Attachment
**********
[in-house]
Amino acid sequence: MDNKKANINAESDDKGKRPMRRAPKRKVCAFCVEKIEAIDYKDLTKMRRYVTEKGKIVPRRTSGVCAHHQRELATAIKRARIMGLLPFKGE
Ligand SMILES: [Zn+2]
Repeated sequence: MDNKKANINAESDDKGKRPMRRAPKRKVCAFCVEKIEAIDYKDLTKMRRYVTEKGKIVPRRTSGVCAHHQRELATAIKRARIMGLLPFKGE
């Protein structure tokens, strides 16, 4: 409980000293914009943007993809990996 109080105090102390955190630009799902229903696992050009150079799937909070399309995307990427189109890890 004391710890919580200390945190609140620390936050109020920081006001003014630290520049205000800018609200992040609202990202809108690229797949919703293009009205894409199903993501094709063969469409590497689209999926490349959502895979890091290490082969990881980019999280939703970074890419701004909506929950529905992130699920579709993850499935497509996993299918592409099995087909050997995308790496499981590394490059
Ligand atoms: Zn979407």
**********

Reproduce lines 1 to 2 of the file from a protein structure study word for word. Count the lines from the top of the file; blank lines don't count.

[in-house]
Amino acid sequence: MDNKKANINAESDDKGKRPMRRAPKRKVCAFCVEKIEAIDYKDLTKMRRYVTEKGKIVPRRTSGVCAHHQRELATAIKRARIMGLLPFKGE